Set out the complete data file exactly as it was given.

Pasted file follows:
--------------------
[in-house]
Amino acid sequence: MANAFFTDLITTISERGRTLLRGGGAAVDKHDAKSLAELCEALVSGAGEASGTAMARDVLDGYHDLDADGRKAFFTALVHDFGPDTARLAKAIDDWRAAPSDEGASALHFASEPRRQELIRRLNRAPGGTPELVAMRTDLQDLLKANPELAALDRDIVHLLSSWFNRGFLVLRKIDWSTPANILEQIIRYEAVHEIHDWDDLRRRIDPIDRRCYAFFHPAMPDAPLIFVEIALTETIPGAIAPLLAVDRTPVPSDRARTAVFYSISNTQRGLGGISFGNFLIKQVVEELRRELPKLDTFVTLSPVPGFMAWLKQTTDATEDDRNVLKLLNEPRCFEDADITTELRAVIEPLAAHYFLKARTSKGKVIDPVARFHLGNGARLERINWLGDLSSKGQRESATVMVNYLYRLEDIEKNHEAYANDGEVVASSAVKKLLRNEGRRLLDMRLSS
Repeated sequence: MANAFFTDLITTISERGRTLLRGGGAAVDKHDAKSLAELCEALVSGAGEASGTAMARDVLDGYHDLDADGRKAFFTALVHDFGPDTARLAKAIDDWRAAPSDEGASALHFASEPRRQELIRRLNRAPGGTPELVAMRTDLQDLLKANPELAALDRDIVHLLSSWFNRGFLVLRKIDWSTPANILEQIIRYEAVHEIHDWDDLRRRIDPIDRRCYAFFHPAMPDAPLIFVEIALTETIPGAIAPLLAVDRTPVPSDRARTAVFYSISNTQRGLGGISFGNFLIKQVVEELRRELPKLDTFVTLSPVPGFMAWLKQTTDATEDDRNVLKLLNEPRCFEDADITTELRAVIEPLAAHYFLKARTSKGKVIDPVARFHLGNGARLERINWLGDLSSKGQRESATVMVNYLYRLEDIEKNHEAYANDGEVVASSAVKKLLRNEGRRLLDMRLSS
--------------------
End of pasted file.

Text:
[in-house]
Amino acid sequence: MANAFFTDLITTISERGRTLLRGGGAAVDKHDAKSLAELCEALVSGAGEASGTAMARDVLDGYHDLDADGRKAFFTALVHDFGPDTARLAKAIDDWRAAPSDEGASALHFASEPRRQELIRRLNRAPGGTPELVAMRTDLQDLLKANPELAALDRDIVHLLSSWFNRGFLVLRKIDWSTPANILEQIIRYEAVHEIHDWDDLRRRIDPIDRRCYAFFHPAMPDAPLIFVEIALTETIPGAIAPLLAVDRTPVPSDRARTAVFYSISNTQRGLGGISFGNFLIKQVVEELRRELPKLDTFVTLSPVPGFMAWLKQTTDATEDDRNVLKLLNEPRCFEDADITTELRAVIEPLAAHYFLKARTSKGKVIDPVARFHLGNGARLERINWLGDLSSKGQRESATVMVNYLYRLEDIEKNHEAYANDGEVVASSAVKKLLRNEGRRLLDMRLSS
Repeated sequence: MANAFFTDLITTISERGRTLLRGGGAAVDKHDAKSLAELCEALVSGAGEASGTAMARDVLDGYHDLDADGRKAFFTALVHDFGPDTARLAKAIDDWRAAPSDEGASALHFASEPRRQELIRRLNRAPGGTPELVAMRTDLQDLLKANPELAALDRDIVHLLSSWFNRGFLVLRKIDWSTPANILEQIIRYEAVHEIHDWDDLRRRIDPIDRRCYAFFHPAMPDAPLIFVEIALTETIPGAIAPLLAVDRTPVPSDRARTAVFYSISNTQRGLGGISFGNFLIKQVVEELRRELPKLDTFVTLSPVPGFMAWLKQTTDATEDDRNVLKLLNEPRCFEDADITTELRAVIEPLAAHYFLKARTSKGKVIDPVARFHLGNGARLERINWLGDLSSKGQRESATVMVNYLYRLEDIEKNHEAYANDGEVVASSAVKKLLRNEGRRLLDMRLSS